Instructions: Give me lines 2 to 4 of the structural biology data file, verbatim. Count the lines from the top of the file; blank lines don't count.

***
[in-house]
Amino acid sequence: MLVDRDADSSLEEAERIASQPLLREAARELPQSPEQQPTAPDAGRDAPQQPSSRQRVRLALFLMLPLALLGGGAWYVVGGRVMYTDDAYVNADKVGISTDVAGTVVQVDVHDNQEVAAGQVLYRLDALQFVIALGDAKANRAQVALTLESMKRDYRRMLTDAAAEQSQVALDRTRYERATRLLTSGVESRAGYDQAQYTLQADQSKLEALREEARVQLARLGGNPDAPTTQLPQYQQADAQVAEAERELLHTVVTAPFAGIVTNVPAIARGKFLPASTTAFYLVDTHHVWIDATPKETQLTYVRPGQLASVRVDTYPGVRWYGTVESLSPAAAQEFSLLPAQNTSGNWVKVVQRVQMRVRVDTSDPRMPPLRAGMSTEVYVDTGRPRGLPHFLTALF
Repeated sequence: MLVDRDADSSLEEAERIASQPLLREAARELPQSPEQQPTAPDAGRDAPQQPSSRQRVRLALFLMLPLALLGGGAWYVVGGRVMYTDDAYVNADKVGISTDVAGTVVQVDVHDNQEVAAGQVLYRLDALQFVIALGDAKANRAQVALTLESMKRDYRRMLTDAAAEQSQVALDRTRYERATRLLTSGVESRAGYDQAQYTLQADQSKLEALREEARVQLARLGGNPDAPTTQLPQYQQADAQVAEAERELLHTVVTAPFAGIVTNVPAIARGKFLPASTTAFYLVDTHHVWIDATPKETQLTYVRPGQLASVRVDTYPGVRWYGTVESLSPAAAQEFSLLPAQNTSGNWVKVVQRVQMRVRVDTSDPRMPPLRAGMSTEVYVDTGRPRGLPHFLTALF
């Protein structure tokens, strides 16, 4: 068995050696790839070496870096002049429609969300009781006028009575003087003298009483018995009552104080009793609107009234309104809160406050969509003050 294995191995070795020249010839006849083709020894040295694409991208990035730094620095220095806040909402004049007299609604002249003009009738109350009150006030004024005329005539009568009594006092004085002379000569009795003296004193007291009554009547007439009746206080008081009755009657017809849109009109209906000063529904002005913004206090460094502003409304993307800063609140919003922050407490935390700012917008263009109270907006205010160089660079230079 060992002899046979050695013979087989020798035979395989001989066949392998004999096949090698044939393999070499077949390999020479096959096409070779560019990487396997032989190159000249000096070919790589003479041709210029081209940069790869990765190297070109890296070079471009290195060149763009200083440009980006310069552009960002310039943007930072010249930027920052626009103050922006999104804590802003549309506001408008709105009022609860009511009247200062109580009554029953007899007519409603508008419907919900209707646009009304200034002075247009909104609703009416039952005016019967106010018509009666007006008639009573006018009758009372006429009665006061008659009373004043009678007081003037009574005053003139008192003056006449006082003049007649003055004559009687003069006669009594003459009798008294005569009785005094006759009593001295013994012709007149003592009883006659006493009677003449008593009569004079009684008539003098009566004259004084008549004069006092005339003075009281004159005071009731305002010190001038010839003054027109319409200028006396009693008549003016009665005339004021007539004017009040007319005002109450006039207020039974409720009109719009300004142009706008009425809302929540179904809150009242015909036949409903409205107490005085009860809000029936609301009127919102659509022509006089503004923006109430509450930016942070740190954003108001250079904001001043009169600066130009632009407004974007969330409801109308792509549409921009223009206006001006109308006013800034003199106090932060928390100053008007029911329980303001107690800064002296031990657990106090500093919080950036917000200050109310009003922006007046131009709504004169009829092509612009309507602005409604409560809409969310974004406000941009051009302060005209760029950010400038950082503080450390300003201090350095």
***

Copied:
Amino acid sequence: MLVDRDADSSLEEAERIASQPLLREAARELPQSPEQQPTAPDAGRDAPQQPSSRQRVRLALFLMLPLALLGGGAWYVVGGRVMYTDDAYVNADKVGISTDVAGTVVQVDVHDNQEVAAGQVLYRLDALQFVIALGDAKANRAQVALTLESMKRDYRRMLTDAAAEQSQVALDRTRYERATRLLTSGVESRAGYDQAQYTLQADQSKLEALREEARVQLARLGGNPDAPTTQLPQYQQADAQVAEAERELLHTVVTAPFAGIVTNVPAIARGKFLPASTTAFYLVDTHHVWIDATPKETQLTYVRPGQLASVRVDTYPGVRWYGTVESLSPAAAQEFSLLPAQNTSGNWVKVVQRVQMRVRVDTSDPRMPPLRAGMSTEVYVDTGRPRGLPHFLTALF
Repeated sequence: MLVDRDADSSLEEAERIASQPLLREAARELPQSPEQQPTAPDAGRDAPQQPSSRQRVRLALFLMLPLALLGGGAWYVVGGRVMYTDDAYVNADKVGISTDVAGTVVQVDVHDNQEVAAGQVLYRLDALQFVIALGDAKANRAQVALTLESMKRDYRRMLTDAAAEQSQVALDRTRYERATRLLTSGVESRAGYDQAQYTLQADQSKLEALREEARVQLARLGGNPDAPTTQLPQYQQADAQVAEAERELLHTVVTAPFAGIVTNVPAIARGKFLPASTTAFYLVDTHHVWIDATPKETQLTYVRPGQLASVRVDTYPGVRWYGTVESLSPAAAQEFSLLPAQNTSGNWVKVVQRVQMRVRVDTSDPRMPPLRAGMSTEVYVDTGRPRGLPHFLTALF
């Protein structure tokens, strides 16, 4: 068995050696790839070496870096002049429609969300009781006028009575003087003298009483018995009552104080009793609107009234309104809160406050969509003050 294995191995070795020249010839006849083709020894040295694409991208990035730094620095220095806040909402004049007299609604002249003009009738109350009150006030004024005329005539009568009594006092004085002379000569009795003296004193007291009554009547007439009746206080008081009755009657017809849109009109209906000063529904002005913004206090460094502003409304993307800063609140919003922050407490935390700012917008263009109270907006205010160089660079230079 060992002899046979050695013979087989020798035979395989001989066949392998004999096949090698044939393999070499077949390999020479096959096409070779560019990487396997032989190159000249000096070919790589003479041709210029081209940069790869990765190297070109890296070079471009290195060149763009200083440009980006310069552009960002310039943007930072010249930027920052626009103050922006999104804590802003549309506001408008709105009022609860009511009247200062109580009554029953007899007519409603508008419907919900209707646009009304200034002075247009909104609703009416039952005016019967106010018509009666007006008639009573006018009758009372006429009665006061008659009373004043009678007081003037009574005053003139008192003056006449006082003049007649003055004559009687003069006669009594003459009798008294005569009785005094006759009593001295013994012709007149003592009883006659006493009677003449008593009569004079009684008539003098009566004259004084008549004069006092005339003075009281004159005071009731305002010190001038010839003054027109319409200028006396009693008549003016009665005339004021007539004017009040007319005002109450006039207020039974409720009109719009300004142009706008009425809302929540179904809150009242015909036949409903409205107490005085009860809000029936609301009127919102659509022509006089503004923006109430509450930016942070740190954003108001250079904001001043009169600066130009632009407004974007969330409801109308792509549409921009223009206006001006109308006013800034003199106090932060928390100053008007029911329980303001107690800064002296031990657990106090500093919080950036917000200050109310009003922006007046131009709504004169009829092509612009309507602005409604409560809409969310974004406000941009051009302060005209760029950010400038950082503080450390300003201090350095």